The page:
Friday, August 10, 2012

Maine Prostitution Charges: Misdemeanor and Felony

VA license plate that reads Sir-Pimp
Photo credit: Taberandrew /Creative Commons
Prostitution has been in Maine news a lot lately. There are at least three high profile cases right now: a Zumba instructor who may have offered services that her sign did not advertise, a man alleged to have invested in that prostitution business, and another prostitution ring operator who now faces federal charges for extorting money from a customer who circumvented the business and transacted with the girls directly. The complaint in that case is a pretty great read. It all gets one thinking about what Maine's prostitution laws actually prohibit and, what penalties can be imposed.

Maine's Prostitution Laws:

The Law is codified in Title 17-A, Chapter 35 and the statutes there prohibit "Engaging in Prostitution," Engaging a Prostitute" "Promotion of Prostitution" and "Aggravated Promotion of Prostitution." Only aggravated promotion of prostitution can be charged as a felony; the remaining charges are misdemeanors. While they aren't the most serious crimes, the stigma of being charged may be the most significant sanction for those accused.

Engaging a Prostitute:

People are charged with this if the prosecution believes that they were a prostitute's customer. A person engages a prostitute by "providing or agreeing to provide, either to the person whose prostitution is sought or to a 3rd person, pecuniary benefit in return for a sexual act or sexual contact as those terms are defined in section 251." This is probably the charge that the Zumba clients will face.

Engaging in Prostitution:

If the prosecution believes that a person was working as a prostitute, they can be charged with engaging in prostitution. The law provides that Prostitution "means engaging in, or agreeing to engage in, or offering to engage in a sexual act or sexual contact, as those terms are defined in section 251, in return for a pecuniary benefit to be received by the person engaging in prostitution or a 3rd person."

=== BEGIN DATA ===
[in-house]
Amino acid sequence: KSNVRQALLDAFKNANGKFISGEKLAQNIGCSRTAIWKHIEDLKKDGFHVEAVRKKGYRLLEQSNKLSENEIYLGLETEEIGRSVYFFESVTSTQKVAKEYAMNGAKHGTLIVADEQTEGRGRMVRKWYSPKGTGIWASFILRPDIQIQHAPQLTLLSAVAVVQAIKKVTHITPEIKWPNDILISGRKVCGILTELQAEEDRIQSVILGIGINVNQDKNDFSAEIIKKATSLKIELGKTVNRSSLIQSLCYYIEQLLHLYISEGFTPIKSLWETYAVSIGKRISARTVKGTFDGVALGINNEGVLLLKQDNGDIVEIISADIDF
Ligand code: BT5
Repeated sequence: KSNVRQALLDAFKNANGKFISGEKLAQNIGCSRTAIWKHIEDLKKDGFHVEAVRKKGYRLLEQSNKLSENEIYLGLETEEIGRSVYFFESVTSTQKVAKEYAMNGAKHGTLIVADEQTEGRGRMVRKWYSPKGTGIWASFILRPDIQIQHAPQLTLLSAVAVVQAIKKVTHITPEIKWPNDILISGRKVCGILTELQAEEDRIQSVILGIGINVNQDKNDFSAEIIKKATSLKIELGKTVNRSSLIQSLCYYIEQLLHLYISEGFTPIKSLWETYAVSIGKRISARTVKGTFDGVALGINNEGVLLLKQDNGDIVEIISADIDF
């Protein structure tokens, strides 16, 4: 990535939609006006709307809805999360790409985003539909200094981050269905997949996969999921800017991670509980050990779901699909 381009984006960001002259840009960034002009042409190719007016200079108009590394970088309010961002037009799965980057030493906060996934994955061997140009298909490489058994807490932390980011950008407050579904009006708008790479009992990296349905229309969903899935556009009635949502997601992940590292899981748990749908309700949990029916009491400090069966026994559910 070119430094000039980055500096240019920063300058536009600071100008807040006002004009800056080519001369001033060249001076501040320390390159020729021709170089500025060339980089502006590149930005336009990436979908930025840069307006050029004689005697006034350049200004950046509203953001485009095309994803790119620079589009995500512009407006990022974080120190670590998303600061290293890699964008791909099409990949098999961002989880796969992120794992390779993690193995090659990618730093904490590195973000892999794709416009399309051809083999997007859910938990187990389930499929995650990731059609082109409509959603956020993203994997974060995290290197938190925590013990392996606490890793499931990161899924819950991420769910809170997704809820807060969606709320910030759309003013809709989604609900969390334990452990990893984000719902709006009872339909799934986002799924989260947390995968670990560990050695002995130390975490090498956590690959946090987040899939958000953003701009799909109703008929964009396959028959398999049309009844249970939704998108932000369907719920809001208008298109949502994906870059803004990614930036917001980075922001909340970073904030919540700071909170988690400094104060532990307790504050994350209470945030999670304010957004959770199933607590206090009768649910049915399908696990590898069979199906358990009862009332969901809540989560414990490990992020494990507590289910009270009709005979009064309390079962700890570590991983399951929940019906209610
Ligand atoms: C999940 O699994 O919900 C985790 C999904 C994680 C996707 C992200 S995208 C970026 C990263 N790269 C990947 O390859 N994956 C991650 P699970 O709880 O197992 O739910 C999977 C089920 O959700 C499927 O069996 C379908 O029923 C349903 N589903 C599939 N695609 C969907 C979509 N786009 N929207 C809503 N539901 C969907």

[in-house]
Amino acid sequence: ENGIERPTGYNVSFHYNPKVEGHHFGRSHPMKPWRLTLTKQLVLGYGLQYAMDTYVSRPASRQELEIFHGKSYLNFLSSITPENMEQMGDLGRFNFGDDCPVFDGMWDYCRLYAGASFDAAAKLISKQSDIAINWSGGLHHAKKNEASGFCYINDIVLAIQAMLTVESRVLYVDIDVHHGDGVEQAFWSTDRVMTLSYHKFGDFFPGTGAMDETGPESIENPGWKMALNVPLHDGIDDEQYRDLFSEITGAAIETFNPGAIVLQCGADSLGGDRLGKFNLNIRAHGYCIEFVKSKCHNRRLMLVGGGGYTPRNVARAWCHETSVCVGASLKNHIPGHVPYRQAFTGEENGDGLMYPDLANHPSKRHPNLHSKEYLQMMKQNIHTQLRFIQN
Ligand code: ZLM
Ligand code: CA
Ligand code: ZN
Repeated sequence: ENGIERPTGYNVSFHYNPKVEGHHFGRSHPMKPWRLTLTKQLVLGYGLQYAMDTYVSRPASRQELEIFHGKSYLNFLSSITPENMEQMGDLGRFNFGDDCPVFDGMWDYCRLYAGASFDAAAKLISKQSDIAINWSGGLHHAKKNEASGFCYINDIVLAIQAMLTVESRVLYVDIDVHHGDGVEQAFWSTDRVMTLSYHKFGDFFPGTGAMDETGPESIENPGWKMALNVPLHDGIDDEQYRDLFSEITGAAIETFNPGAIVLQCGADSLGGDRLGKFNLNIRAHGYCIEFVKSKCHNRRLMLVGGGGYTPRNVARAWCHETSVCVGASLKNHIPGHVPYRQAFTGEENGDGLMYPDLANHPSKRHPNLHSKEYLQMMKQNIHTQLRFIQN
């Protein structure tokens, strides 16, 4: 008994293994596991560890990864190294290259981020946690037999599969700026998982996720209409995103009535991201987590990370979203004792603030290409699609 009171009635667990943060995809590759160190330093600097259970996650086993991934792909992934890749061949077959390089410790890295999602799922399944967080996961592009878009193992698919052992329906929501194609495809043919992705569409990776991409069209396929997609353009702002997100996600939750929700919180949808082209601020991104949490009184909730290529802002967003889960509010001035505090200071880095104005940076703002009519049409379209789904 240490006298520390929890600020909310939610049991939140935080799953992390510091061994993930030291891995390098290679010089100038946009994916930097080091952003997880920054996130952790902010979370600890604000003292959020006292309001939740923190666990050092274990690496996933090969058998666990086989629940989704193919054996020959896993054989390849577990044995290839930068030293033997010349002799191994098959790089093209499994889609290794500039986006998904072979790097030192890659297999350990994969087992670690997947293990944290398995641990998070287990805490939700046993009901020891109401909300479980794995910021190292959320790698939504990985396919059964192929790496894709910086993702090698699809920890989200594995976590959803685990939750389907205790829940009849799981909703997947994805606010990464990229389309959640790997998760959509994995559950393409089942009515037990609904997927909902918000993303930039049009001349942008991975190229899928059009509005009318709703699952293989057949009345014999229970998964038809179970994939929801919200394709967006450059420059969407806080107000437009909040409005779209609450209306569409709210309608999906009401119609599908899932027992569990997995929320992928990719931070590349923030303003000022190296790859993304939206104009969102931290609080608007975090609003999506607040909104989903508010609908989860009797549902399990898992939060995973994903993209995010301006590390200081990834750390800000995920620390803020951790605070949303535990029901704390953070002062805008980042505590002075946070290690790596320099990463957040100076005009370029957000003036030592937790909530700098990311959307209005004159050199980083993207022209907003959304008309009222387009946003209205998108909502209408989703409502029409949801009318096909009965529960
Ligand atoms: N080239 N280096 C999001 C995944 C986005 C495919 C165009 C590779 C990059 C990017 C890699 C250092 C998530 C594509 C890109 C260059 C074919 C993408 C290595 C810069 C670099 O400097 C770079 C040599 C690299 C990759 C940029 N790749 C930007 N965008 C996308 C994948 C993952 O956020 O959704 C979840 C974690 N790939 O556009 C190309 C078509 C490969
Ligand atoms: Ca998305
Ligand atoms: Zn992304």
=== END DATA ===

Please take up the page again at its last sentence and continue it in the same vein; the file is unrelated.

Sentences for most Prostitution Offenses:

A first offense for either crime is a Class E misdemeanor. Such crimes are normally punishable by up to $1000 in fines and 6 months in jail. Interestingly, the law explicitly provides that only a fine can be imposed, no jail time is allowed for a first offense. If a defendant has a prior conviction in Maine or another State within the past 2 years, the charge becomes a class D misdemeanor punishable by $2000 in fines and up to 364 days in jail. It is interesting that the so called "look back" period is so short; other Maine Statutes (like Operating Under the Influence) punish second offenses more harshly if the defendant has a prior conviction within the past 10 years!

More Serious Charges, Promotion of Prostitution:

The more serious offense is promotion of prostitution and aggravated promotion of prostitution. One promotes prostitution by:
  1. Causing or aiding another to commit or engage in prostitution, other than as a patron;
  2. Publicly soliciting patrons for prostitution...;
  3. Providing persons for purposes of prostitution;
  4. Leasing or otherwise permitting a place controlled by the defendant, alone or in association with others, to be regularly used for prostitution;
  5. Owning, controlling, managing, supervising or otherwise operating, in association with others, a house of prostitution or a prostitution business;
  6. Transporting a person into or within the State with the intent that such other person engage in prostitution; or
  7. Accepting or receiving, or agreeing to accept or receive, a pecuniary benefit pursuant to an agreement or understanding with any person, other than with a patron, whereby the person participates or the person is to participate in the proceeds of prostitution.
Violation is a Class D misdemeanor punishable by $2000 in fines and up to 364 days in jail. If the defendant "promotes prostitution by compelling a person to enter into, engage in, or remain in prostitution; or ... Promotes prostitution of a person less than 18 years old" they commit the crime of Aggravated Promotion of Prostitution. This is a class B felony punishable by $20,000 in fines and 10 years in prison.